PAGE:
The forest hums at a higher pitch. I can almost hear a song lost in the tones. The dryad is behind me but the music doesn’t sound like a warning. Her scent is carried by breeze, sharp like pine but heady with decay. It’s earth and life, rot and death. Strange and unsettling, but completely familiar. It feels like reaching the end of a race that I didn’t know I had been running.

The dryad moves in front of me. Her wisp is small, no larger than a fist, but it radiates light so it seems larger. Dad would call the color green but he’s never seen them properly. There’s too much brown and red. The wisp brightens until there’s a brief shadow of a woman. But the shape disappears when my eyes readjust. The forest’s pulse skips a beat.

The wisp shakes until the trees shake with her. The ground is still, the birds don’t move, but I can see the trunks of the trees rattle back and forth. I could start running, I should. The dryad hasn’t caught me, not yet. But she’s so close and my family seems so far away.

Had Craig been lured by the sound too? Had he felt the same compulsion to stay? My brother and I so rarely find common ground. These trips to the woods are all there is between us. Once dad goes and Craig brings his children instead, we won’t even have that.

The wisp gets closer and everything becomes simple.

The pounding in my blood, echoing the call of the forest. A tree falls, or we do. That’s always been the trade when felling trees. There’s the human urge to flinch and flee, but it’s buried under the dryad’s song. My skin buzzes when the light touches it. The dryad song changes, it twists until it matches my pulse. It’s like remembering a lullaby, one that you only heard as a child but remember just the same.

“What are you doing to me?” My ears are ringing, my nose bleeding. Is this what happens to the other hunters? My hands are shaking, but I notice a faint green glow under my fingernails. There’s the bright blue of my veins underneath the light.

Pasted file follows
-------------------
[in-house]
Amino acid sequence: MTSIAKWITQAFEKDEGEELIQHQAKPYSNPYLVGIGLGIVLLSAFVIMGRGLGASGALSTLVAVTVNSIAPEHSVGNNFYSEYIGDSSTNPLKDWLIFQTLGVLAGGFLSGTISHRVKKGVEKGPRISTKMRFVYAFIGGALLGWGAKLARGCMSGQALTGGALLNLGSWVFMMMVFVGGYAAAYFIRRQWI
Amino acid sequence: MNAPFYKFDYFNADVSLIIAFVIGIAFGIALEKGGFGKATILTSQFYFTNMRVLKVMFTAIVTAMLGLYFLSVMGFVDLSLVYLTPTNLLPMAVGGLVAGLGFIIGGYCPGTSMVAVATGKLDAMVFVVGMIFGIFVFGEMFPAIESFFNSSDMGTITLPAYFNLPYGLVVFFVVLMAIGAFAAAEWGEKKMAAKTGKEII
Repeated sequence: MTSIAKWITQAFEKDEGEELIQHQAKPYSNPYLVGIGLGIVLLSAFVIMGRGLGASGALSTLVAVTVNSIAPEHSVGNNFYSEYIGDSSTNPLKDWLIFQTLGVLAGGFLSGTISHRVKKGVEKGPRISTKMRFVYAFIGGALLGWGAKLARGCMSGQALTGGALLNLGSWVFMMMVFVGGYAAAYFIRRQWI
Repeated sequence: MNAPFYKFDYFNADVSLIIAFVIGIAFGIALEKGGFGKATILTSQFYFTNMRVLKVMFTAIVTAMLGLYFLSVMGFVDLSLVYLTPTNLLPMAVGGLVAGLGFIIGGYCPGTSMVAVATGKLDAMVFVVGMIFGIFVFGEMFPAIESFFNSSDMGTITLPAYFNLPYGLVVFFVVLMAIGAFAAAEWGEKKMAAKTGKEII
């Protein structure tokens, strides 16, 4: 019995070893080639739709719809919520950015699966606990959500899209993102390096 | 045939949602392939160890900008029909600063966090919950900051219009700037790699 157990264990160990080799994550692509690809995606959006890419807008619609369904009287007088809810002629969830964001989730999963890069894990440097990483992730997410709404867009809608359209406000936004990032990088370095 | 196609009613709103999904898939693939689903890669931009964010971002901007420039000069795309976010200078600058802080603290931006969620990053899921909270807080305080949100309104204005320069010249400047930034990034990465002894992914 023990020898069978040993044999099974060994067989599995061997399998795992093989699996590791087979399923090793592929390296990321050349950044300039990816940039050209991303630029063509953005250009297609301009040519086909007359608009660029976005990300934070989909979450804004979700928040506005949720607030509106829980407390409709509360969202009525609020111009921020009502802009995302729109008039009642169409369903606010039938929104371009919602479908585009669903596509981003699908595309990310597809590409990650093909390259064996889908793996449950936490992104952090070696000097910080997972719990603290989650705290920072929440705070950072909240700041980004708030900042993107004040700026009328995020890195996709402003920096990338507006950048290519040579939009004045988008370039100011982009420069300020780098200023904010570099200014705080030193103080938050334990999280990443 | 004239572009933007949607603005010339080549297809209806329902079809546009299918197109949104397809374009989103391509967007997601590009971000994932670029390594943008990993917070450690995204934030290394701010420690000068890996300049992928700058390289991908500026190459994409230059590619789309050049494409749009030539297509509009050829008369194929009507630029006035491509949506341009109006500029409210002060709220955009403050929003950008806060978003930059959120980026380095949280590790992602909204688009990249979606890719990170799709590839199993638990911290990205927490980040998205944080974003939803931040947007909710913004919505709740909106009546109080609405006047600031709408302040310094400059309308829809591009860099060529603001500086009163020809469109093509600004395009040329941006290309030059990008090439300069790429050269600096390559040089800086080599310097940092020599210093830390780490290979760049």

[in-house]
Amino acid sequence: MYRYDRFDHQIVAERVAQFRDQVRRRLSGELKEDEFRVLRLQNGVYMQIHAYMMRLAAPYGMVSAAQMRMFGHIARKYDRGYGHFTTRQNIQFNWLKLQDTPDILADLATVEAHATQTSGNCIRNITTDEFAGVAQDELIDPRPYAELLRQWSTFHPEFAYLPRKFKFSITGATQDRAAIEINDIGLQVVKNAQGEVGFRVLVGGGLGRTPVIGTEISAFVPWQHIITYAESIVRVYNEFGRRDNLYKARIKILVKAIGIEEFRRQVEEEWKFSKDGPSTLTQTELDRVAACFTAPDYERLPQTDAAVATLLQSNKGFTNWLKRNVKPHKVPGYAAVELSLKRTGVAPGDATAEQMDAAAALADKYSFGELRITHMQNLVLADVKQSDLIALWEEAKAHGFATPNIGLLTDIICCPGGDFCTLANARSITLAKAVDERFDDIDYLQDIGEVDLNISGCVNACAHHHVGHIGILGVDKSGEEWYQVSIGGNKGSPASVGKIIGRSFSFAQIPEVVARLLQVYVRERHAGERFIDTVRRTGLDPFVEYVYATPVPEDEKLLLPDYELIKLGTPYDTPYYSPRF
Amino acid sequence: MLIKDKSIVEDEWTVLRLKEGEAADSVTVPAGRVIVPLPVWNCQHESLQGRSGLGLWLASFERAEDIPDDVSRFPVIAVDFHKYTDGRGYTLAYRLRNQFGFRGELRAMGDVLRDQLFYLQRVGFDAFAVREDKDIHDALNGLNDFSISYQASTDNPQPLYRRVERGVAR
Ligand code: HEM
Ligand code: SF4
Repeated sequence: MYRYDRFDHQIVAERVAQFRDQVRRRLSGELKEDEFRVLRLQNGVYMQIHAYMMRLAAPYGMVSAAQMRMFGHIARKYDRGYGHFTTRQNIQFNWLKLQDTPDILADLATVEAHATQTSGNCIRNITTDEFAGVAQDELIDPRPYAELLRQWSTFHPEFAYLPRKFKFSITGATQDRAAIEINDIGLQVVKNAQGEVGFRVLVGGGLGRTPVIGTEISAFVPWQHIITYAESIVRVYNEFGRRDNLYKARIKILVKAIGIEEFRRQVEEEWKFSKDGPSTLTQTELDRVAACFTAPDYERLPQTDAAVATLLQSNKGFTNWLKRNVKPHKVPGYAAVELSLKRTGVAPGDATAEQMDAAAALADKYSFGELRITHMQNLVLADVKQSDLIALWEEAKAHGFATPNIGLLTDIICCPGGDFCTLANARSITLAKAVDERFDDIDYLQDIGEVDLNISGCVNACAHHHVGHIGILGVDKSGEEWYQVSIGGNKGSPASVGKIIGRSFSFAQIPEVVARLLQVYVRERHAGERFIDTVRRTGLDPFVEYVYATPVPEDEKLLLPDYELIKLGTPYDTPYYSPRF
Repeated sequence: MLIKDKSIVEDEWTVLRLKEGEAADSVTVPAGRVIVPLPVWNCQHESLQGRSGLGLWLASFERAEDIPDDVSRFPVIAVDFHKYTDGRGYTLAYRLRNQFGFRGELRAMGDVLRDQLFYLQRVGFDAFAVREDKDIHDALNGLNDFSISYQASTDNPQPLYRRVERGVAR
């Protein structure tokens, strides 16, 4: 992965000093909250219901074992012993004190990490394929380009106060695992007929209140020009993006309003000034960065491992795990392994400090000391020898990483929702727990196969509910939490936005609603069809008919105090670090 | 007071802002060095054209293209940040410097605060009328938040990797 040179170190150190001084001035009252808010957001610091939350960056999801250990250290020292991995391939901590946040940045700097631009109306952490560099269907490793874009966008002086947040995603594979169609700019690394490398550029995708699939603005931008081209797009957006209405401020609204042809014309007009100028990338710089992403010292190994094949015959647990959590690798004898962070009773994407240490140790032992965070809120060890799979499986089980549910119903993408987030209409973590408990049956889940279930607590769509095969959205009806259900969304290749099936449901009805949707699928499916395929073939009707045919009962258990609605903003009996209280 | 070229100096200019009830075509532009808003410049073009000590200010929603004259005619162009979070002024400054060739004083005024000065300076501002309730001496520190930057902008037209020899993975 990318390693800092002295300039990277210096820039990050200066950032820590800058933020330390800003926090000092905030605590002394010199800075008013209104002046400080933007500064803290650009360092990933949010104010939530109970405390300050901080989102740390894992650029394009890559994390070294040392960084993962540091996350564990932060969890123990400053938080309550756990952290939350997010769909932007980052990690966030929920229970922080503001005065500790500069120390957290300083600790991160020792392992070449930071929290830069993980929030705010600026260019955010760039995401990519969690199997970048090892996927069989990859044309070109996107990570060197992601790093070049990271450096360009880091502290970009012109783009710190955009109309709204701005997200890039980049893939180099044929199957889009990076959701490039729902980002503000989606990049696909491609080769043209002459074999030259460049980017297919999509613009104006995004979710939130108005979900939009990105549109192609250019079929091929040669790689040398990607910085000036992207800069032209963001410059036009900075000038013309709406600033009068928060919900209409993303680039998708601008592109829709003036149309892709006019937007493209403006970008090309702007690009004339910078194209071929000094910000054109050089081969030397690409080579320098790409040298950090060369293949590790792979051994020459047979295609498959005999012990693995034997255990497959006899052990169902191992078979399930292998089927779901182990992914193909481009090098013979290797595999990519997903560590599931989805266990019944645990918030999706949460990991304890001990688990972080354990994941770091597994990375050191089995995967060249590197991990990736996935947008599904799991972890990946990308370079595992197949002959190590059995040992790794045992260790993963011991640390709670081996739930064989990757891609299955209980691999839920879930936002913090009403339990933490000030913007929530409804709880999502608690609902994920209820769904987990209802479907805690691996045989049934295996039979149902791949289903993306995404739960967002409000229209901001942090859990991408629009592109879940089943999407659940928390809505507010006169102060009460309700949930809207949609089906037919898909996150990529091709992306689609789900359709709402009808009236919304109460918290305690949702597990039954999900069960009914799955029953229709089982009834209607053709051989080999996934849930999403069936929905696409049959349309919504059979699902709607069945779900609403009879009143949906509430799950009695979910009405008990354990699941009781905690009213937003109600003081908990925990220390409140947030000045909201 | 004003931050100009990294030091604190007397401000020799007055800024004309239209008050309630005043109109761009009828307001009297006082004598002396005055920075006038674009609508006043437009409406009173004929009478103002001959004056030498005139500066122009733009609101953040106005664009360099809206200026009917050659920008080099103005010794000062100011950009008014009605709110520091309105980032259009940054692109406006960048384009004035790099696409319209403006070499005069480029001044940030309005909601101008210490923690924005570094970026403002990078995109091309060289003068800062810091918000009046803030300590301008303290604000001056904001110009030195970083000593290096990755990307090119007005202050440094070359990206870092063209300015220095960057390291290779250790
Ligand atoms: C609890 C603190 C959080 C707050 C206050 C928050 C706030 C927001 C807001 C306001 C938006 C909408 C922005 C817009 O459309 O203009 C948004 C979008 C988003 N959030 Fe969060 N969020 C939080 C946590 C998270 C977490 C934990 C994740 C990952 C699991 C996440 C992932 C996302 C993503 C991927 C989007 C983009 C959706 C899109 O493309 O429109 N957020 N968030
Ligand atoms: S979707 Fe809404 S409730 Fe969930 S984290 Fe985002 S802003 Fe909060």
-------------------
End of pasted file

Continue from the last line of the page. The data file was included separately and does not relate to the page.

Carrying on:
“You’ve felt the call and are retaking the form that was denied to you.” There’s no voice. But the words are heard. “Your people have taken our homes. Those who don’t steal from us, kill us while we’re sleeping.”

I think of the dead oaks stained with red sap. The small acorns that drop to the forest floor and take root. Each tree has its own song that continues even when the dryad loses her home and makes another. My father and brother have never seen them, never heard their song. Disappeared is a good enough word for them, dead is even better.

“We rejoin the leaves until we create a home again.” The wisp answers what I don’t ask. “Hundred of years.”

The blood from my nose tastes thick and sweet, like sap.

“Once your family took one of ours. We’ve waited a long time for one of our own to return. Your brother promised that you would join us.”

My legs are rooted to the ground. They feel heavy and stiff. The forest has never been clearer, the songs sharper. “Craig?” There’s no surprise. His reluctance to touch me, his willingness to send me as a runner, his mumbled apologies.

The dryad blinks, her color fading. It takes a moment to realize that, beneath the forest’s noise, the chain saw has stopped. The tree is down, her home is gone. She’s disappearing. My father will be hacking at the strip of bark still tying the tree to the base.

There’s a frisson running through my body, one I’m tired of ignoring. My skin burns and glows as it changes. It reminds me of the brightness of my clock back home. I’ve spent years staying awake and watching those numbers. Waiting for the moment I could go outside and run again. I craved grass and trees but was willing to settle for gravel and building.

I called my grandmother weak for avoiding the forests. Thought that she was too afraid, too old-fashioned, too fixated on her family. She had run faster and harder than I could. She outran the dryad, outran the forest’s call. Her single-mindedness drove her. She wanted home and family. I never cared for either.

If I close my eyes I can see him and my brother. One waiting for me to return, the other hoping that I don’t. There’s no room for anger in my changing. The jealousy that spiked whenever he slathered on gold paint and started running seems distant and petty. I’ll join the forest floor and grow into my roots.

We’ll both age, we’ll both die. But I will grow tall and he will shrink back into the earth.


Rebecca writes speculative fiction with small town flair. She’s based in Canada’s capital and spends her free time as a friendly neighbourhood Associate Editor at Apparition Lit. Her short stories and poetry have been published in Strange Horizons, Devilfish Review, Bewildering Stories, Non Binary Review and Flash Fiction Magazine. You can follow her occasional tweets at @_rebeccab